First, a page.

strategic planning

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Shell’s executives must have a lot on their minds. At any given moment, a shift in global politics could send crude prices through the roof. Innovation in the auto industry changes the way we consume gas, and new environmental regulations are reshaping oil extraction.

Given the volatility of its industry, you would assume Shell’s leaders don’t have the time to scrutinize their decisions. However, it’s because of this landscape that Shell overthinks things. If they hadn’t been analyzing the future for the past 30 years, Shell wouldn’t be where it is today.

Scenario planning – the art and science of planning for the future – isn’t quite as sexy as the “fail fast” mantra popularized by startup culture, but it shouldn’t be dismissed as a bygone business tool. After all, even Facebook has abandoned its “move fast, break things” mindset.

An ounce of prevention

With so many factors shaping the course of a business, a strategy that might be effective in one set of circumstances could fail in another. Overthinking through scenario planning is like a gut check before leaping into the unknown. It’s creating a wide range of potential scenarios, contemplating their impact, and proactively planning for the future.

In 2004, the Austrian Federal Ministry for Education, Science, and Culture employed scenario planning to identify possible disruptions in the food supply due to landscape. By assessing different angles, they were able to identify sustainable ways of managing the food chain.

In another example, a McKinsey white paper [PDF] shows how the English National Health Service used war game techniques to prepare for major policy changes. And according to The Economist, the New York Board of Trade used scenario planning to build an alternative trading floor to the one in the World Trade Centre, “a decision that kept it going after September 11th 2001.”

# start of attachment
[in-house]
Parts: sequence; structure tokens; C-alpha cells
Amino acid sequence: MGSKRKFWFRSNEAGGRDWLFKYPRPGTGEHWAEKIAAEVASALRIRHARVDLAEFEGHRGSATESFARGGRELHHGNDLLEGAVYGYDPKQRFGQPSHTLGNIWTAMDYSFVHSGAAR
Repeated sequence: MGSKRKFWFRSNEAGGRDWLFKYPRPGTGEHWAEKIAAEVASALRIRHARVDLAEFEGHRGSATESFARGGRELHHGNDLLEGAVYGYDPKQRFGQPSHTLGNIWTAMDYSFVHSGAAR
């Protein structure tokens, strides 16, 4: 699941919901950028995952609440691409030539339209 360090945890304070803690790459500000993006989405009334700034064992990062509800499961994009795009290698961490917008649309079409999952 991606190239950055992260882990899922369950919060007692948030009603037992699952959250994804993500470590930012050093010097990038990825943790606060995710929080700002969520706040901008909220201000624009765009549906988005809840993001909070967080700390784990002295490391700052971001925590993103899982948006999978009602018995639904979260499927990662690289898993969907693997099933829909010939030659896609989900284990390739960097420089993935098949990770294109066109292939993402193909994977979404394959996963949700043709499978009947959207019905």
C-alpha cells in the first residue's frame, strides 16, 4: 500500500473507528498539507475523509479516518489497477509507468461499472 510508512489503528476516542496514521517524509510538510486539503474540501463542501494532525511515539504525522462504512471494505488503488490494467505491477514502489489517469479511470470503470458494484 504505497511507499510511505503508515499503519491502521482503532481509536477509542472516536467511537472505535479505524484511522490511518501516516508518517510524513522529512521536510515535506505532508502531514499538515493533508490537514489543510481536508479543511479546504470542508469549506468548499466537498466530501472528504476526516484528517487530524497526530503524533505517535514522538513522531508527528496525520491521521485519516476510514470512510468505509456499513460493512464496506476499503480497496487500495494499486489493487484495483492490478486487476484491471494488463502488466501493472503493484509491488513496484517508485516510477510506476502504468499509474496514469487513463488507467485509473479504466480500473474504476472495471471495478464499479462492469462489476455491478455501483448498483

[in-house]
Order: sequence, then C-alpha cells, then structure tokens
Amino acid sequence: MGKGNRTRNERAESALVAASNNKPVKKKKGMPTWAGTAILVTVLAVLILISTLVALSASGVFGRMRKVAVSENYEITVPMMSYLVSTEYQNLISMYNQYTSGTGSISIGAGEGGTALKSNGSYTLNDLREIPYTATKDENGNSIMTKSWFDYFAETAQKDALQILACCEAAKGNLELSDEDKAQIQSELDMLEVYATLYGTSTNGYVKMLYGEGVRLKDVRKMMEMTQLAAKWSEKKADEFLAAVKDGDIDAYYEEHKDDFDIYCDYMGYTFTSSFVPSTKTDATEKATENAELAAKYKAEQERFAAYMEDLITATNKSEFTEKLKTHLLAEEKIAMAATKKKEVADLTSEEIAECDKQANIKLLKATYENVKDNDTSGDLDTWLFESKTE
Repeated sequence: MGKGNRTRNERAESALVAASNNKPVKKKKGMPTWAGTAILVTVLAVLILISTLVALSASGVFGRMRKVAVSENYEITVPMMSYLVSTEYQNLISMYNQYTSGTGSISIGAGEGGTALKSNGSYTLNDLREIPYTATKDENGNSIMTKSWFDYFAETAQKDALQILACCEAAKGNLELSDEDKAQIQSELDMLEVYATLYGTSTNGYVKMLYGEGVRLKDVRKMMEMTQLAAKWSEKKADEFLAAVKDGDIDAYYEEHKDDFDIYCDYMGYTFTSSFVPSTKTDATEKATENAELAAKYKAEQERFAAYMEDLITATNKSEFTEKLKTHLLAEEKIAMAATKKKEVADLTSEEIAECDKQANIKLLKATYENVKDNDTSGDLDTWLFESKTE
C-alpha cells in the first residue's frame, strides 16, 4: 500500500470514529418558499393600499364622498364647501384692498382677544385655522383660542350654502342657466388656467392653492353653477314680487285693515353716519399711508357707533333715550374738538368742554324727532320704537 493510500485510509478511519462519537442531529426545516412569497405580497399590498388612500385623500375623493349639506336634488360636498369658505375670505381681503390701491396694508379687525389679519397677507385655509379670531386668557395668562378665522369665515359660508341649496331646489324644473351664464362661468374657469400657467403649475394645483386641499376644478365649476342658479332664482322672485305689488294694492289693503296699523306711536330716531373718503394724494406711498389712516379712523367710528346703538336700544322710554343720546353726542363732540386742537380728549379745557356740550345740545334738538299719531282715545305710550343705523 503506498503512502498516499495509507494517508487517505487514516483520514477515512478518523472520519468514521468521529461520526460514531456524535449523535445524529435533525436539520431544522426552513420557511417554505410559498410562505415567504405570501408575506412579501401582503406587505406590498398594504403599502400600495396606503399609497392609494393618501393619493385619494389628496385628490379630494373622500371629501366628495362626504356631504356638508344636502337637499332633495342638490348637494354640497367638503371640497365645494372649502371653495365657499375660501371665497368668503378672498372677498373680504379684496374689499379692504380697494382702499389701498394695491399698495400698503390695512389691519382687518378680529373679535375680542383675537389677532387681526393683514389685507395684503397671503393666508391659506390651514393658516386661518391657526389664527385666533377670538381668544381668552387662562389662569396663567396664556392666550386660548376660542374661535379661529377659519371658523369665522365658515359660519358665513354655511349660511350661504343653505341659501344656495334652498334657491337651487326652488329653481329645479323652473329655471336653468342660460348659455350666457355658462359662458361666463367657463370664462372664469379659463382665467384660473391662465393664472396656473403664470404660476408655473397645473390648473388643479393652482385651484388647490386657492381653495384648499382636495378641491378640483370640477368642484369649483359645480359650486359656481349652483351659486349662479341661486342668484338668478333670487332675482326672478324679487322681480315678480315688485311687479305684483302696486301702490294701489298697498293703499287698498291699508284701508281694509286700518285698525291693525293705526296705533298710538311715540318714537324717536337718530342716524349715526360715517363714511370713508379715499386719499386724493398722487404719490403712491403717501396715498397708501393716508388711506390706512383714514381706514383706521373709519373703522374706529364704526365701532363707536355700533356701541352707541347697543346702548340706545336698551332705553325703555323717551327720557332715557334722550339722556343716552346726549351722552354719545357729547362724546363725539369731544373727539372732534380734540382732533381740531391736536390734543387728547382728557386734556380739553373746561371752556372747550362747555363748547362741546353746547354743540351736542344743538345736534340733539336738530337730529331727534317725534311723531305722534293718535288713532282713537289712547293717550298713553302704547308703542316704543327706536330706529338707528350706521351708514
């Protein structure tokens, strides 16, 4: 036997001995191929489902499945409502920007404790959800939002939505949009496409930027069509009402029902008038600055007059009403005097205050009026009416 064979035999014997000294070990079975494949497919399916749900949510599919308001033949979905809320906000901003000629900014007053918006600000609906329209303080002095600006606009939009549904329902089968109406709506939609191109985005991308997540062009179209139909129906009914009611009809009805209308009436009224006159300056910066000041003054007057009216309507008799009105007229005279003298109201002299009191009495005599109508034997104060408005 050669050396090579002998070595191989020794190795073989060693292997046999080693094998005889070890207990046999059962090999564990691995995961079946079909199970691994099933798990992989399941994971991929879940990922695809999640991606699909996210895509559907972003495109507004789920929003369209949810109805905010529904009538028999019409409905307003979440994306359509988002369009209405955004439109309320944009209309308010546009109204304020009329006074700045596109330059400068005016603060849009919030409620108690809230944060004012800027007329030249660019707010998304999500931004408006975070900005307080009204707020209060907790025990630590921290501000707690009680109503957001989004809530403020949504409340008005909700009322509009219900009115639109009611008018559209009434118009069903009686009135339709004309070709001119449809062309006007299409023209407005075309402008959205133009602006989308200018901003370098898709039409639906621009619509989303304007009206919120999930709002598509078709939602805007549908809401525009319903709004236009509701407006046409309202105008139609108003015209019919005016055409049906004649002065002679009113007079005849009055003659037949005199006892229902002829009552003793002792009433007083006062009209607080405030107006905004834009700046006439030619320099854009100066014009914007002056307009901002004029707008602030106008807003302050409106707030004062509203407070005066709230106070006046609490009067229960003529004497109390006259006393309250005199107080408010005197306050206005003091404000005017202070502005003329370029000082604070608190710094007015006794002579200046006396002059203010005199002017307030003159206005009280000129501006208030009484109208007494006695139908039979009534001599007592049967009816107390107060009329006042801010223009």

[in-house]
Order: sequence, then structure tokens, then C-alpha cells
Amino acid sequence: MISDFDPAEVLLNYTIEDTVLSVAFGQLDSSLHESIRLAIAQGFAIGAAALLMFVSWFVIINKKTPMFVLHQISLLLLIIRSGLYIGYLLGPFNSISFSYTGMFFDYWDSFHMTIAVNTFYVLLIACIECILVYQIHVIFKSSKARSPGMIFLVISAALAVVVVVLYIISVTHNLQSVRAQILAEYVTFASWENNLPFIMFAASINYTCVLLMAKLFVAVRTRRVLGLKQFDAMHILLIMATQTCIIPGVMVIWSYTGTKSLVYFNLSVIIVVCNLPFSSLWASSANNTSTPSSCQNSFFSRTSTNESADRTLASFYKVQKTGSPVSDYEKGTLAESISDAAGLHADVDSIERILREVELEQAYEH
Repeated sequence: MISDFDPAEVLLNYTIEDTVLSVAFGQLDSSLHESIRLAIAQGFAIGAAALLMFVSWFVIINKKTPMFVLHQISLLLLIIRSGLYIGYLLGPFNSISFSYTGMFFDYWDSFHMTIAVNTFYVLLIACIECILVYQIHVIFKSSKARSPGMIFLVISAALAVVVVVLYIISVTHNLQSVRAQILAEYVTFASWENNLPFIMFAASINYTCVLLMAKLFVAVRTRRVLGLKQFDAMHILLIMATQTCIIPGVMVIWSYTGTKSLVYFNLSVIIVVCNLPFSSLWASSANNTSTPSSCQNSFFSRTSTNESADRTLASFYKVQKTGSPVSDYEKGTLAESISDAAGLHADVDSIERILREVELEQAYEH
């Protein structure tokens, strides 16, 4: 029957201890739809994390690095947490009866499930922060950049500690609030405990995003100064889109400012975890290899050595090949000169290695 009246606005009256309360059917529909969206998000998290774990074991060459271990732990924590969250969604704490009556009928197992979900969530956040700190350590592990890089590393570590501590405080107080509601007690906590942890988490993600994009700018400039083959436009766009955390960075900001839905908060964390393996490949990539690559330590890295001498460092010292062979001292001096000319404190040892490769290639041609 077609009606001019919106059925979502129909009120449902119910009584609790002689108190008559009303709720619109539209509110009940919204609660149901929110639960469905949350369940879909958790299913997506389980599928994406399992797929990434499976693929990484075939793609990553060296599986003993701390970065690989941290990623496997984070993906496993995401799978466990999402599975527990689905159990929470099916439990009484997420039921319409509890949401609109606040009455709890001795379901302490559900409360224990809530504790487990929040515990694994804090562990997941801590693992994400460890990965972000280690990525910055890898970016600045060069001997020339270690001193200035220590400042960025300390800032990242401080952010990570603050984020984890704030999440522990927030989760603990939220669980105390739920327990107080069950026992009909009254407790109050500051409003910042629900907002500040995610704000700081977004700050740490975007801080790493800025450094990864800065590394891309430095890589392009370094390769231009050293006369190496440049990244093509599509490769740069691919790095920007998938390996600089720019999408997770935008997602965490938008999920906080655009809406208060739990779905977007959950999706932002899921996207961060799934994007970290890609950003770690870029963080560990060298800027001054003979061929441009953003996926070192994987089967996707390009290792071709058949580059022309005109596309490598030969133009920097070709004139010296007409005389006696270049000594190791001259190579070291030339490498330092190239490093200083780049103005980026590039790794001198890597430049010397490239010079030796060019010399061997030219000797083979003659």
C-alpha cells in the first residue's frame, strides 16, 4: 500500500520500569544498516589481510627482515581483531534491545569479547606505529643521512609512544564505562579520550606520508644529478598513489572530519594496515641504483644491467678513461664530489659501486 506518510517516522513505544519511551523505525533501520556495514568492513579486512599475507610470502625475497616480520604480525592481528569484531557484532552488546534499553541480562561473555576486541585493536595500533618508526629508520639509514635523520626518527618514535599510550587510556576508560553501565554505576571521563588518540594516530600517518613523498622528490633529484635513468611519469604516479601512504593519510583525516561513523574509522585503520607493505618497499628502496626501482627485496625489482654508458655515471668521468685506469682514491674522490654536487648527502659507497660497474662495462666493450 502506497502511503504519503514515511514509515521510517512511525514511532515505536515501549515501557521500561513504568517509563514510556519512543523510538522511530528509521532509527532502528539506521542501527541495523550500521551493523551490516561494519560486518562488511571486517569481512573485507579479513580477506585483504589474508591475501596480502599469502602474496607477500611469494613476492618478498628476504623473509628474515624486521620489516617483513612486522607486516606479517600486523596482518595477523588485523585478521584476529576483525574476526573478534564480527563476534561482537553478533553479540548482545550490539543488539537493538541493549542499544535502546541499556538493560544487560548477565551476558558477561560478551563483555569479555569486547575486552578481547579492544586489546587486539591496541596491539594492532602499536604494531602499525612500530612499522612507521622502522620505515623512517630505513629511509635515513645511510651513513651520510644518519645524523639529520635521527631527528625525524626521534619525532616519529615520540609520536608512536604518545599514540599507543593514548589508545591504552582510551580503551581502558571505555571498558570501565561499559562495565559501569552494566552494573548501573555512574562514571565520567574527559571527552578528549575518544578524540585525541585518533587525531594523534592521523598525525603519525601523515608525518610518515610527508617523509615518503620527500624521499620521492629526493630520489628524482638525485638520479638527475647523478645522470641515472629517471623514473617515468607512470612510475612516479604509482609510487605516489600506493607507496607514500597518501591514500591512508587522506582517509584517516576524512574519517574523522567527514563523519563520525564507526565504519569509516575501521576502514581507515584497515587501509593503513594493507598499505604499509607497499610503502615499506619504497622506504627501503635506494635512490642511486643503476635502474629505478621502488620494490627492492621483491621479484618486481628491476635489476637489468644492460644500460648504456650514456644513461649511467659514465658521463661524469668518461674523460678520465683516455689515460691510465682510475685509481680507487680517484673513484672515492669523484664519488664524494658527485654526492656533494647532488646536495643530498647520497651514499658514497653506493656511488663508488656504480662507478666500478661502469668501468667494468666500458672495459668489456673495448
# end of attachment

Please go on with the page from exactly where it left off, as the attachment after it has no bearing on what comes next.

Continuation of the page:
War games are a popular form of strategic planning. Chart via McKinsey & Company.

War games are a popular form of strategic planning. Chart via McKinsey & Company.

Consider this…

Image via the Noun Project.

Image via the Noun Project.

Overthinking can help businesses prepare for potential complications, and while there are lots of ways to overthink, it’s worth keeping a couple of general guidelines in mind.

Input from multiple stakeholders: A diverse range of perspectives helps organizations gain a more holistic view of their situation. Ford Motor Company solicits input from stakeholder committees to develop its human rights approaches and uses feedback from environmental groups to shape its sustainability approaches.

Defined processes: Without a concrete system to ensure a rigorous analysis of all possible options, it’s easy to dismiss certain scenarios without proper consideration. There are lots of templates out there, including PEST analysis, Porter five forces analysis and SWOT analysis.

Forward momentum: In the face of multiple options, companies run the risk of paralysis by analysis. Overthinking is a strategic tool, but it’s one that becomes counterproductive when it prevents action. Businesses are sharks: They must keep swimming to survive.

Think fast, swim far

Taking the time to weigh out options before jumping into a decision is vital to intelligent planning and implementation. The deeper an organization’s curiosity is now, the better informed it will be in the future.